B. ONTARIO COURT OF APPEAL - (1999), 43 O.R. (3d) 461
The Court dismissed the C.R.C.S.'s appeal in the Osborne and "M" actions, but allowed the Walkers' appeal.
(1) C.R.C.S.'s Appeal of the Osborne and "M" Actions
As the C.R.C.S. had agreed that it owed a duty of care to recipients of its blood and blood products, the issue before the Court of Appeal was the appropriate standard of care.
The trial judge had found that the C.R.C.S. May 1, 1984 pamphlet fell below the applicable standard of care, having regard to the practices in place in the United States. Before the Court of Appeal, it was argued that the trial judge could not reasonably reach that conclusion when the only two medical experts, Barker and Allen, testified that the steps taken by the C.R.C.S. met the appropriate standard of care. As stated above, the medical experts testified that the "good health" question in the C.R.C.S.'s May 1984 pamphlet was a reasonable alternative to asking symptom-specific questions to potential blood donors.
The Court of Appeal rejected that argument and held that the trial judge was entitled to conclude that the "good health" question was insufficient to meet the requisite standard of care (Court of Appeal, at p. 468):
[Borins J.'s] finding that the pamphlet was inadequate did not turn on any disagreement with the experts on a medical issue, but rather on his evaluation of whether the message conveyed by the pamphlet was sufficient to deter those at high risk of having the HIV virus from donating blood. The finding that the pamphlet did not meet that purpose turned on his evaluation of how that pamphlet would be read and understood by possible donors and not on the application of any medical expertise.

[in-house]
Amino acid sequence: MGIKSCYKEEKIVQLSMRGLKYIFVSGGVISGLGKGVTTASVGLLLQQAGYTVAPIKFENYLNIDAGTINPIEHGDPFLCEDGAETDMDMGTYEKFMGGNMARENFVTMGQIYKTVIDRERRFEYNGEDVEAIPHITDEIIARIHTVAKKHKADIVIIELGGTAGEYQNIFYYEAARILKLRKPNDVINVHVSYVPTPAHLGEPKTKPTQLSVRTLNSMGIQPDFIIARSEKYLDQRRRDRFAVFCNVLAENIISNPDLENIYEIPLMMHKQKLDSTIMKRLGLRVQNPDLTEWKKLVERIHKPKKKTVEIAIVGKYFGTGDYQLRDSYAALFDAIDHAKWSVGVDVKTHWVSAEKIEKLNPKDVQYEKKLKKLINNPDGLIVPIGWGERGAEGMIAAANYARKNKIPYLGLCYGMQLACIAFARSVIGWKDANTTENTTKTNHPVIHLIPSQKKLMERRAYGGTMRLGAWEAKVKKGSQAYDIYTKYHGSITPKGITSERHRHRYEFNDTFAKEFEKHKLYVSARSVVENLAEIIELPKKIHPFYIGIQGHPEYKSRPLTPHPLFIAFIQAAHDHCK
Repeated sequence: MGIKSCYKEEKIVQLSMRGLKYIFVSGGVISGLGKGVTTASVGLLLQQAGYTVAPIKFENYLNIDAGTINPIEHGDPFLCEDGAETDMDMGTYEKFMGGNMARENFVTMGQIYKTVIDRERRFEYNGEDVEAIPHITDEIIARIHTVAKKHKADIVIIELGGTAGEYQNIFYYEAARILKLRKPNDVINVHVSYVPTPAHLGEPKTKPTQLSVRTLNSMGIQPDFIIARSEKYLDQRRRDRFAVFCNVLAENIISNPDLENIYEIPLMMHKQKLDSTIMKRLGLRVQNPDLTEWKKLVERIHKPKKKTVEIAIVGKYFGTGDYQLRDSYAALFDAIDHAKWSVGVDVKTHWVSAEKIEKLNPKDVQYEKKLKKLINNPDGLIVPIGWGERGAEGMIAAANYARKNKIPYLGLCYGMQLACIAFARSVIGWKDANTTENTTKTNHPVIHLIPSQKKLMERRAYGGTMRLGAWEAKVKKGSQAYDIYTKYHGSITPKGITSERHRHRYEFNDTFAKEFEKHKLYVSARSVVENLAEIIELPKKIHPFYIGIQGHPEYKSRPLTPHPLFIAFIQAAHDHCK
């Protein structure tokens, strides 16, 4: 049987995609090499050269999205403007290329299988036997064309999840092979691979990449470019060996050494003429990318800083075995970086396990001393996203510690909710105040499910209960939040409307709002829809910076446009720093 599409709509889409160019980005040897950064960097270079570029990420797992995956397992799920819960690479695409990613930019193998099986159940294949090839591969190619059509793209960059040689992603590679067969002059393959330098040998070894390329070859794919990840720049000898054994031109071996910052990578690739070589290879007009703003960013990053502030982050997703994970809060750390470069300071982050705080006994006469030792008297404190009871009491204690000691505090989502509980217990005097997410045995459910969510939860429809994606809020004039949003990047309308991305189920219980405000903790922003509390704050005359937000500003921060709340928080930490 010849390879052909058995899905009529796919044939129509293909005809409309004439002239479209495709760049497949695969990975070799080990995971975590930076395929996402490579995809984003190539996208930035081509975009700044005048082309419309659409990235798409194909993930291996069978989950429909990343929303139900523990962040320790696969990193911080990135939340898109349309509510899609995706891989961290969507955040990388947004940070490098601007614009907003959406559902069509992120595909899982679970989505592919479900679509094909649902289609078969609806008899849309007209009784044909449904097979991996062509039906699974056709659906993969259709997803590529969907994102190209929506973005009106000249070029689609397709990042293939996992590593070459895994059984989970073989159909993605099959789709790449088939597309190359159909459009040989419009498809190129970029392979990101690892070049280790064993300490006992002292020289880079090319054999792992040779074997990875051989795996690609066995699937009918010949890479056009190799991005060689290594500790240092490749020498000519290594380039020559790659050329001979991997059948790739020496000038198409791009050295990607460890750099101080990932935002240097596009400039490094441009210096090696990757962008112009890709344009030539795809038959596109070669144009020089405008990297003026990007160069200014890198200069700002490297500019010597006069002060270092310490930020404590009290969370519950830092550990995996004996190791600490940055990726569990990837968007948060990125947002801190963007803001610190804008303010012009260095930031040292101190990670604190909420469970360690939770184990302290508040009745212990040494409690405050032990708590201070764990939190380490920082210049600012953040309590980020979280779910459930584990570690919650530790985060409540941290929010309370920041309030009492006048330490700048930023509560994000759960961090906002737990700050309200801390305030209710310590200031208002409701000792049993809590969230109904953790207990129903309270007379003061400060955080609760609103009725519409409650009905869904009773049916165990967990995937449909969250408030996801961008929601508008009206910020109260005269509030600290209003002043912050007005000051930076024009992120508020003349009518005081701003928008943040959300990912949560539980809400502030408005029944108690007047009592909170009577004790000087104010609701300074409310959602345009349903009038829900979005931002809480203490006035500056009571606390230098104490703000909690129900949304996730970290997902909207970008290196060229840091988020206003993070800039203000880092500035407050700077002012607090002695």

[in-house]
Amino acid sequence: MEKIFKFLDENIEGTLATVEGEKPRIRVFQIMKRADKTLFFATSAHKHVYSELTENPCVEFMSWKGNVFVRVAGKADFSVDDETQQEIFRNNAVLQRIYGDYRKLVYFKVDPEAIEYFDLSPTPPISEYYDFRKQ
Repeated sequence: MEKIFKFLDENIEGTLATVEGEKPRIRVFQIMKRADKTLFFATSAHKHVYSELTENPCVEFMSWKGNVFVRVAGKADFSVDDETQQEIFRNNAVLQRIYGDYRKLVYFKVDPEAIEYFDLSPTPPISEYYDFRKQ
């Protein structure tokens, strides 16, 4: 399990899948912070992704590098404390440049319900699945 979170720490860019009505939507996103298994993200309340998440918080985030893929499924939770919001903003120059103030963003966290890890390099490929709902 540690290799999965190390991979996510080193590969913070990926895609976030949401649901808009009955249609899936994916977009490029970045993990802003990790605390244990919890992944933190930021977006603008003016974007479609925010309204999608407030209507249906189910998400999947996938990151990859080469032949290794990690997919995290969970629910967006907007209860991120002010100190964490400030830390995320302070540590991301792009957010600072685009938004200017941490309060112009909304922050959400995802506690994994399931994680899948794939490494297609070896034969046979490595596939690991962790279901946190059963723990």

(2) The Walker Appeal
The trial judge declined to determine whether the C.R.C.S. had been negligent in the Walker case as the action failed on causation. The Court of Appeal did determine that issue. It found that the respondent C.R.C.S. was in breach of its duty of care because, during the relevant time frame, the C.R.C.S. failed to take adequate or any measures to screen persons known to pose a high risk of transmitting the HIV virus. The C.R.C.S. knew or ought to have known that its failure to implement adequate screening measures could result in the transmission of HIV infected blood to recipients.
The remaining issue was causation. The Court of Appeal overruled the trial judge on the ground that he was incorrect in dismissing that action on the failure to show causation. According to the trial judge, the Walkers bore the additional onus of showing that had proper screening measures been in place, Robert M. would have been deterred from donating. The Walkers' claim failed at trial because they did not succeed in meeting this onus.
In allowing the Walker appeal, the Court of Appeal relied on Hollis v Dow Corning Corp.  4 S.C.R. 634. In that case, it was found that the manufacturer, Dow, was negligent in failing to adequately warn doctors of the possibility that its breast implants could rupture. However, the plaintiff did not have to prove that if warned, the doctor would have communicated that warning to the plaintiff. La Forest J. stated at para. 60: